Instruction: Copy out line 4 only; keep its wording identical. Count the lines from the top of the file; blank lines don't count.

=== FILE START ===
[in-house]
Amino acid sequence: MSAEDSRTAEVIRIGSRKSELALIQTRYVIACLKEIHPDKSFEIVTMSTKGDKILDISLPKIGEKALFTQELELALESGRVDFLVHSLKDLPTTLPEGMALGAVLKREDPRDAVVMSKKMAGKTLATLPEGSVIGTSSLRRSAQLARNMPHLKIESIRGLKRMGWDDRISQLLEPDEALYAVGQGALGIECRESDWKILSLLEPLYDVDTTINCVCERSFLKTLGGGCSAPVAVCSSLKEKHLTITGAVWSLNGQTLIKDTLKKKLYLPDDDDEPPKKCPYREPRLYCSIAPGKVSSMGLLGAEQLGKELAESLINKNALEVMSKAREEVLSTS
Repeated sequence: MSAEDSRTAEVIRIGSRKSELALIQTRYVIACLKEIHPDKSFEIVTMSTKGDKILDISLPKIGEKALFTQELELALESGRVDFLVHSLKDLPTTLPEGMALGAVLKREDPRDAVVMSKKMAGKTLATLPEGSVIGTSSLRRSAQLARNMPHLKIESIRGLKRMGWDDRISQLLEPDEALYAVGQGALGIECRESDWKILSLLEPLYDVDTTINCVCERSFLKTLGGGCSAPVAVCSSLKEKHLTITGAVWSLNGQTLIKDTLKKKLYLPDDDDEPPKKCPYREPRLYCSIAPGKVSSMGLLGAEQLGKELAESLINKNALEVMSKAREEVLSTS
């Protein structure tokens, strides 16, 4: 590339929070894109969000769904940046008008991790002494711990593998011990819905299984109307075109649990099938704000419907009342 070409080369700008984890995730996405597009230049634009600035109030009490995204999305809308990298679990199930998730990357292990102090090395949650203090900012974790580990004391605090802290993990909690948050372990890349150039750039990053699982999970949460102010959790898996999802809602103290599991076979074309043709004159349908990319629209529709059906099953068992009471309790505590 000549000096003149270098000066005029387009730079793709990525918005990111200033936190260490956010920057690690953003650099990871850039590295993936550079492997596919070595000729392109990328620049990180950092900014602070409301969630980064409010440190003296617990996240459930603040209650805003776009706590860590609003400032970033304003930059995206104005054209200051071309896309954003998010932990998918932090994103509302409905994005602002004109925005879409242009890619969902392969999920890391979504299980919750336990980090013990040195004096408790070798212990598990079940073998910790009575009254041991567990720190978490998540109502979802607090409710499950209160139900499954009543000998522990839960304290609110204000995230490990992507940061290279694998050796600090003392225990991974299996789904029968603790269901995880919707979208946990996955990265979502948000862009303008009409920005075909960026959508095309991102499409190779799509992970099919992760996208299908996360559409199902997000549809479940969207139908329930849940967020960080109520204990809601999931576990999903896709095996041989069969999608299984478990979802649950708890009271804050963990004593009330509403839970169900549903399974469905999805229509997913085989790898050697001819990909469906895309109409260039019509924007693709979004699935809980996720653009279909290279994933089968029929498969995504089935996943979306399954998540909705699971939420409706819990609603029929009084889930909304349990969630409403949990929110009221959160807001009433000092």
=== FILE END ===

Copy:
């Protein structure tokens, strides 16, 4: 590339929070894109969000769904940046008008991790002494711990593998011990819905299984109307075109649990099938704000419907009342 070409080369700008984890995730996405597009230049634009600035109030009490995204999305809308990298679990199930998730990357292990102090090395949650203090900012974790580990004391605090802290993990909690948050372990890349150039750039990053699982999970949460102010959790898996999802809602103290599991076979074309043709004159349908990319629209529709059906099953068992009471309790505590 000549000096003149270098000066005029387009730079793709990525918005990111200033936190260490956010920057690690953003650099990871850039590295993936550079492997596919070595000729392109990328620049990180950092900014602070409301969630980064409010440190003296617990996240459930603040209650805003776009706590860590609003400032970033304003930059995206104005054209200051071309896309954003998010932990998918932090994103509302409905994005602002004109925005879409242009890619969902392969999920890391979504299980919750336990980090013990040195004096408790070798212990598990079940073998910790009575009254041991567990720190978490998540109502979802607090409710499950209160139900499954009543000998522990839960304290609110204000995230490990992507940061290279694998050796600090003392225990991974299996789904029968603790269901995880919707979208946990996955990265979502948000862009303008009409920005075909960026959508095309991102499409190779799509992970099919992760996208299908996360559409199902997000549809479940969207139908329930849940967020960080109520204990809601999931576990999903896709095996041989069969999608299984478990979802649950708890009271804050963990004593009330509403839970169900549903399974469905999805229509997913085989790898050697001819990909469906895309109409260039019509924007693709979004699935809980996720653009279909290279994933089968029929498969995504089935996943979306399954998540909705699971939420409706819990609603029929009084889930909304349990969630409403949990929110009221959160807001009433000092």